Lee, following Tuesday's win in Yankee Stadium, now has worked three consecutive complete games, and four in his last five outings. His strikeout-to-walk ratio this season is phenomenal: 78 whiffs and five walks in 95 2/3 innings pitched. When he walked Jorge Posada with one out in the second inning Tuesday, it snapped a string of 38 1/3 walkless innings, a total of 144 hitters.

 St. Louis, with Kyle Lohse disabled until deep into the summer with a forearm issue, is focused on former Cardinal Dan Haren as Arizona prepares to blow up its roster. So, too, are the Phillies and several other clubs. Haren has not been as sharp as usual this year, surrendering an NL-leading 131 hits and a 4.56 ERA, leading some to question his health.

 The Angels are traveling down parallel paths as the trade deadline approaches, looking at both pitching and hitting. With first baseman Kendry Morales done for the season, they'd like a lefty bat and are keeping tabs on Arizona first baseman Adam LaRoche and Washington's Adam Dunn. Right-handed hitting catcher Mike Napoli is manning first for the most part in Morale's absence.

 Uh-huh, did you hear Bobby Valentine on ESPN's Baseball Tonight Tuesday regarding Florida's incredibly amateur handling of the Fredi Gonzalez firing, the "interview" process and the naming of Edwin Rodriguez as interim for the rest of the year? Here's Bobby V: "If this is a major league process, I hope I'm never in the process again. It's very disturbing, confusing and it was insulting at times. But it's over."

 San Francisco's trade of catcher Bengie Molina to the Rangers will put Buster Posey behind the plate and opens an avenue for the Giants to a first baseman as the bat they need. One scout thinks the Cubs' Derrek Lee is a fit.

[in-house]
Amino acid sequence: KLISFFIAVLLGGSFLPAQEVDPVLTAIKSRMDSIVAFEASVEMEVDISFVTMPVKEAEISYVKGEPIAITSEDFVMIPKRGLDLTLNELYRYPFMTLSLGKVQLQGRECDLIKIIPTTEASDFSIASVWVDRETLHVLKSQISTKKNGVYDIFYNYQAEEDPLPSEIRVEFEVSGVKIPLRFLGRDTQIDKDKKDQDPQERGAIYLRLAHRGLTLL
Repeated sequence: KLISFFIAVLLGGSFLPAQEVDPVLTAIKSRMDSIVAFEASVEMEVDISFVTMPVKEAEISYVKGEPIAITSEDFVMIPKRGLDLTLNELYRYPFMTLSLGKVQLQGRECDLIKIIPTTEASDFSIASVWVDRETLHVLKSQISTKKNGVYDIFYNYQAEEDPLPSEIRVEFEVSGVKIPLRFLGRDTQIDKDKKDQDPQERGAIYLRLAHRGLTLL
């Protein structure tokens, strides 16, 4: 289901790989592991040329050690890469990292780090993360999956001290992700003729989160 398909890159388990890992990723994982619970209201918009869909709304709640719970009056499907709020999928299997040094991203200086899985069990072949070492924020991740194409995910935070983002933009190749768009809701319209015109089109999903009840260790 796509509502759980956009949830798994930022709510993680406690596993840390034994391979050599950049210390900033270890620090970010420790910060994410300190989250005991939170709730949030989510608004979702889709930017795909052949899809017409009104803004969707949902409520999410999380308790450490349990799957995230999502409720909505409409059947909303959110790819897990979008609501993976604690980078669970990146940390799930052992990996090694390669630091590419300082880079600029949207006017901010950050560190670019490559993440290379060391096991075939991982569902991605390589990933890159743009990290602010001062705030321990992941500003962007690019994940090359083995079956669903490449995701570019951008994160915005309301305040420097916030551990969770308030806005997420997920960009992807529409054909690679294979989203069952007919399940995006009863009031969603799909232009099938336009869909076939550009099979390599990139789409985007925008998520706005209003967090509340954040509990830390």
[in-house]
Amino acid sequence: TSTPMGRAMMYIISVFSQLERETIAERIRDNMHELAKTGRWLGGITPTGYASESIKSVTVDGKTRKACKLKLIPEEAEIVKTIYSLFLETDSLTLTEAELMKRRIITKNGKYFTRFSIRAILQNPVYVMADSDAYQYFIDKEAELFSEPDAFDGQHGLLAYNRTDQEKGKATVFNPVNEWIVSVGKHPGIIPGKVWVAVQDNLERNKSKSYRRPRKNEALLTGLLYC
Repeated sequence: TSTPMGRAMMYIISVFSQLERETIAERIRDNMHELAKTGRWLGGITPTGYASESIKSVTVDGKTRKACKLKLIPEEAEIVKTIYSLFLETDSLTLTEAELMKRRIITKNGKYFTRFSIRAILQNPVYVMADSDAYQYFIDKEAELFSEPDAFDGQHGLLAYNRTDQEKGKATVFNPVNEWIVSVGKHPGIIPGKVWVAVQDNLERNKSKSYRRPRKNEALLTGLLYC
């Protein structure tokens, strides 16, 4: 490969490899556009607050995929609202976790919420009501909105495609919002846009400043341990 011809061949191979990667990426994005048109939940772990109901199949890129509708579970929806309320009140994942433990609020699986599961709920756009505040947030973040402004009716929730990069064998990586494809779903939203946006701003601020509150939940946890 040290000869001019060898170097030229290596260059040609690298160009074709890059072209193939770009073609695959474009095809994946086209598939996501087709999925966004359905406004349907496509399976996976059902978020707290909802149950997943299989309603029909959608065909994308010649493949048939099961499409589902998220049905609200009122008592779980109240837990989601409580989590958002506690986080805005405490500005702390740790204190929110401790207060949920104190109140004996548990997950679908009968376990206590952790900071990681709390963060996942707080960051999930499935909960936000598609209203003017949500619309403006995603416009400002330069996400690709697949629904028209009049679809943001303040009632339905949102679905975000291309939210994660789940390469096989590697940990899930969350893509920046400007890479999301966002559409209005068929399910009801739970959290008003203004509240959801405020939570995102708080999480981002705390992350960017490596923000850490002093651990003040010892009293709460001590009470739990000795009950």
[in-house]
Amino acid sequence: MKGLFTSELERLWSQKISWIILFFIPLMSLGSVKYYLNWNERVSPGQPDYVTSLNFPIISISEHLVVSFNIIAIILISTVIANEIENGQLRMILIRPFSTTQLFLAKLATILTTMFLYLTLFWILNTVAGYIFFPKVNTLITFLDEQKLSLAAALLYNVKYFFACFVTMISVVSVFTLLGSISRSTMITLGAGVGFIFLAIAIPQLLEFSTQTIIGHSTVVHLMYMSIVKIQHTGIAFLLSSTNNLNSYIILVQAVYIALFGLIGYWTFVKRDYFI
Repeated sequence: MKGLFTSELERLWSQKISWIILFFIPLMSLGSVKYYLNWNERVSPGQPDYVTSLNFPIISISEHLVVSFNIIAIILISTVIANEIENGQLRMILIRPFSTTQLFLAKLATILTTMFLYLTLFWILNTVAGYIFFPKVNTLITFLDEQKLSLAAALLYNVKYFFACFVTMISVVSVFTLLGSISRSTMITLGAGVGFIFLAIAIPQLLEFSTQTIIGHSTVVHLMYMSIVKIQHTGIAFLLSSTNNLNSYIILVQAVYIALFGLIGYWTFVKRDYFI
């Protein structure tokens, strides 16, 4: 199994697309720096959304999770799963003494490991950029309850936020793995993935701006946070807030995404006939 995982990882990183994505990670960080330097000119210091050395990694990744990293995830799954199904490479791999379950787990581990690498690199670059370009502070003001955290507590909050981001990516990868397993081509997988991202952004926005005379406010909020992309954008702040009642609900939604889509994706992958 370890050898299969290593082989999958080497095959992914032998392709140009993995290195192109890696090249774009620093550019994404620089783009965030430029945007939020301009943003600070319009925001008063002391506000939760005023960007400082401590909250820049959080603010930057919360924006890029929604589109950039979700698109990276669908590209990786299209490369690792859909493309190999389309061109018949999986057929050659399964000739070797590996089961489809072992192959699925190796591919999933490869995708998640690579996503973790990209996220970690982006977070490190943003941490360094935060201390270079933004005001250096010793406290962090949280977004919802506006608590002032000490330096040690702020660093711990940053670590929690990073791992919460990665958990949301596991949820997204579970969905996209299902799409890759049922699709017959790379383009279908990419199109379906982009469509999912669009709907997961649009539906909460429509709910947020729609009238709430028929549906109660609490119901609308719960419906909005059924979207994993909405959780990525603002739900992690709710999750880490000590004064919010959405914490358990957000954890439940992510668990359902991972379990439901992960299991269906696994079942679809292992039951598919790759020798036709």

The Padres, already leading the majors in pitching and with the NL's best record, say they'd like to add even more. Question is, can the team with the majors' second-lowest payroll afford much in the way of additions this month? CEO Jeff Moorad says yes. We'll see. The Cubs' Ted Lilly and Arizona's Aaron Heilman are two names that are being linked with the Padres.

 More evidence that San Diego's No-Name pitching staff is the real deal: A Colorado hitter told the Denver Post's Troy Renck this week that Clayton Richard is just as difficult to hit as Boston ace Jon Lester. That's some high praise there.

 Sunday night ended miserably for Dodgers closer Jonathan Broxton as he surrendered four hits and four runs in just one inning during Los Angeles' epic loss to the Yankees. But the day sure didn't begin badly as Broxton met Mariano Rivera, the Yankees' iconic closer, for a pre-game chat in right field during batting practice. "Great guy," Broxton says. "Very smart. We were talking pitching, my mindset, things he tries to do. He was picking my brain a little bit to see what I'm thinking in certain situations." For Broxton, 26, it pretty much completed his to-do list in terms of chatting with all-time closers: He shared the National League clubhouse with Trevor Hoffman at last year's All-Star Game and had a chance to meet him then. "Two of the best," Broxton says.

 Player ballots for their portion of the voting for this year's All-Star Game were due Sunday.

 Derek Jeter said it was more awkward seeing Don Mattingly in a Dodgers' uniform last weekend than Joe Torre because Mattingly, the former Yankees great, "has never worn another uniform."

 Ozzie Guillen Tweet of the Week #1 (June 28): "I am very very very bad golfer oh my god."

 Ozzie Guillen Tweet of the Week #2 (June 28): "But I have great time."